Poster Session

Date

2017-05-16

Document Type

Poster Abstract

Description

Aim: To assess the efficacy of a newly implemented resident simulation curriculum at a medium sized pediatric residency program.

Background: Many pediatric residency programs incorporate high-fidelity simulation into their curriculum, but there is limited data discussing the utility/educational impacts of a longitudinal/standardized/multimodal simulation curriculum. Several studies of simulation-based training have employed “self-efficacy” as a barometer for trainee education and performance 1,2,. The level of a person’s self-efficacy can influence their behavior and may be a pivotal factor in performance. We have implemented a newly devised standardized, multimodal resident simulation curriculum and used resident self-efficacy to assess its effectiveness.

Methods: Participants were UMass Pediatric and Med/Peds residents. Implementation of our curriculum occurred at the start of the 2016-2017 academic year. Surveys were administered to all residents prior to curriculum implementation and at 6 months post-implementation. They assessed resident self-efficacy with regards to specific technical/procedural skills (i.e. running a code, performing intubation, etc.) and resident confidence in their ability to identify/manage specific pediatric disease presentations (i.e. respiratory failure, tachyarrhythmia, etc.). Data was pooled and averaged for each resident class separately. We predetermined a 10% change in self-efficacy to be a clinically significant difference.

Results: 36 of 40 residents completed the initial survey and 31 completed the 6-month follow-up. PGY1 residents reported improved self-efficacy for 4 PALS-related skills and 8 pediatric case presentations. Similarly, PGY2 residents reported improved self-efficacy for 3 PALS-related skills and 6 pediatric case presentations. Conversely, PGY3/4 residents reported no significant change in self-efficacy for any survey question.

Conclusions: These results suggest that our newly implemented longitudinal, standardized, multidisciplinary, multi-modal simulation curriculum has significantly improved resident self-efficacy related to core Pediatric Advanced Life-Support (PALS) skills/topics, with the greatest impact affecting our PGY1 class. Further study and curriculum development will attempt to address this issue.

Keywords

pediatrics, pediatric residents, simulation curriculum, Pediatric Advanced Life-Support, residency program

DOI

10.13028/z3s9-7g81

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May 16th, 1:45 PM

Assessment of a Novel Pediatric Resident Simulation Curriculum

Aim: To assess the efficacy of a newly implemented resident simulation curriculum at a medium sized pediatric residency program.

Background: Many pediatric residency programs incorporate high-fidelity simulation into their curriculum, but there is limited data discussing the utility/educational impacts of a longitudinal/standardized/multimodal simulation curriculum. Several studies of simulation-based training have employed “self-efficacy” as a barometer for trainee education and performance 1,2,. The level of a person’s self-efficacy can influence their behavior and may be a pivotal factor in performance. We have implemented a newly devised standardized, multimodal resident simulation curriculum and used resident self-efficacy to assess its effectiveness.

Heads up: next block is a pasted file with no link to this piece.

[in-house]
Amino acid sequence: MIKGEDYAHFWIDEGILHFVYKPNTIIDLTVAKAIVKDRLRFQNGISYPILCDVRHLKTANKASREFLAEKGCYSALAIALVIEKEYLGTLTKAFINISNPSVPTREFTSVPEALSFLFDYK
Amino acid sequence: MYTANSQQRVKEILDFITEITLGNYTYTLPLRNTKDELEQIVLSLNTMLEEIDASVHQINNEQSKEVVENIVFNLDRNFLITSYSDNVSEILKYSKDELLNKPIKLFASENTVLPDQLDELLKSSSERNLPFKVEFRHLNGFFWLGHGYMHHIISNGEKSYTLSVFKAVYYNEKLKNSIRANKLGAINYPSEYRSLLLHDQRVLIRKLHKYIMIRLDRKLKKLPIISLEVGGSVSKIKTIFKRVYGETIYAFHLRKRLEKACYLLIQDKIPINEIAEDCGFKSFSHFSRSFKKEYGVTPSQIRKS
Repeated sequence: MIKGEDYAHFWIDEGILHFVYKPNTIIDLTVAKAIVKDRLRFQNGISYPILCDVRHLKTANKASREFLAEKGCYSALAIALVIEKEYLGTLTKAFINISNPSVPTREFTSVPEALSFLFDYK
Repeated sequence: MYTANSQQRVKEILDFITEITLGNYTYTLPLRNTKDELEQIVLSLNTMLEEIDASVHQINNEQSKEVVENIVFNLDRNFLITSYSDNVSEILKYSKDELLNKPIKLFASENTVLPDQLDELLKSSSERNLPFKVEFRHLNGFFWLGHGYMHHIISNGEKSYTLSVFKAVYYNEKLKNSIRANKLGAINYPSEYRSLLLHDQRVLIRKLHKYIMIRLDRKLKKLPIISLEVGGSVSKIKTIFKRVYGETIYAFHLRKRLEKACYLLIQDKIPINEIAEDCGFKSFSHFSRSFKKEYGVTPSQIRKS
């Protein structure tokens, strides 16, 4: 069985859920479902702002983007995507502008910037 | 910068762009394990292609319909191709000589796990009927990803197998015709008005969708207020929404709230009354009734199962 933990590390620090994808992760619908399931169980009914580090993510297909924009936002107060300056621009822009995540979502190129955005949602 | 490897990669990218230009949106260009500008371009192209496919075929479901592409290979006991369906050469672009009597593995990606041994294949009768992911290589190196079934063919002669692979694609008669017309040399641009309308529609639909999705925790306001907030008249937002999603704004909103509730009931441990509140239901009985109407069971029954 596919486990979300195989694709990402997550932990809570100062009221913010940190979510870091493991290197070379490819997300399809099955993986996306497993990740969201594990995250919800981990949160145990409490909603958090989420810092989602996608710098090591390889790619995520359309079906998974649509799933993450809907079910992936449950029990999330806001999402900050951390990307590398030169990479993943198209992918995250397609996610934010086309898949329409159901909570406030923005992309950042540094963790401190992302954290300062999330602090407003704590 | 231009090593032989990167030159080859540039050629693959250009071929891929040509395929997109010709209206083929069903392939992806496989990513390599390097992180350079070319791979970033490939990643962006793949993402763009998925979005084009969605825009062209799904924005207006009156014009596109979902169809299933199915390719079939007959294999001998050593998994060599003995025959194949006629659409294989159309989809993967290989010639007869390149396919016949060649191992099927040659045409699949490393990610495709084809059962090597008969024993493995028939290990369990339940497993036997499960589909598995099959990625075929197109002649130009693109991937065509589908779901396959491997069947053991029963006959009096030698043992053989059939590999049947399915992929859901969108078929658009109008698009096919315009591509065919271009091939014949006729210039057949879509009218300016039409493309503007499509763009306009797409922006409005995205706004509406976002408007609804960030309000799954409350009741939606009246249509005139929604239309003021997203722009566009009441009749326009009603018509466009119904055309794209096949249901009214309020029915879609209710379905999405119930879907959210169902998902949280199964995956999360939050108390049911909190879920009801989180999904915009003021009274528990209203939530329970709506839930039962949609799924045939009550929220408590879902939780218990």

Methods: Participants were UMass Pediatric and Med/Peds residents. Implementation of our curriculum occurred at the start of the 2016-2017 academic year. Surveys were administered to all residents prior to curriculum implementation and at 6 months post-implementation. They assessed resident self-efficacy with regards to specific technical/procedural skills (i.e. running a code, performing intubation, etc.) and resident confidence in their ability to identify/manage specific pediatric disease presentations (i.e. respiratory failure, tachyarrhythmia, etc.). Data was pooled and averaged for each resident class separately. We predetermined a 10% change in self-efficacy to be a clinically significant difference.

Results: 36 of 40 residents completed the initial survey and 31 completed the 6-month follow-up. PGY1 residents reported improved self-efficacy for 4 PALS-related skills and 8 pediatric case presentations. Similarly, PGY2 residents reported improved self-efficacy for 3 PALS-related skills and 6 pediatric case presentations. Conversely, PGY3/4 residents reported no significant change in self-efficacy for any survey question.

Conclusions: These results suggest that our newly implemented longitudinal, standardized, multidisciplinary, multi-modal simulation curriculum has significantly improved resident self-efficacy related to core Pediatric Advanced Life-Support (PALS) skills/topics, with the greatest impact affecting our PGY1 class. Further study and curriculum development will attempt to address this issue.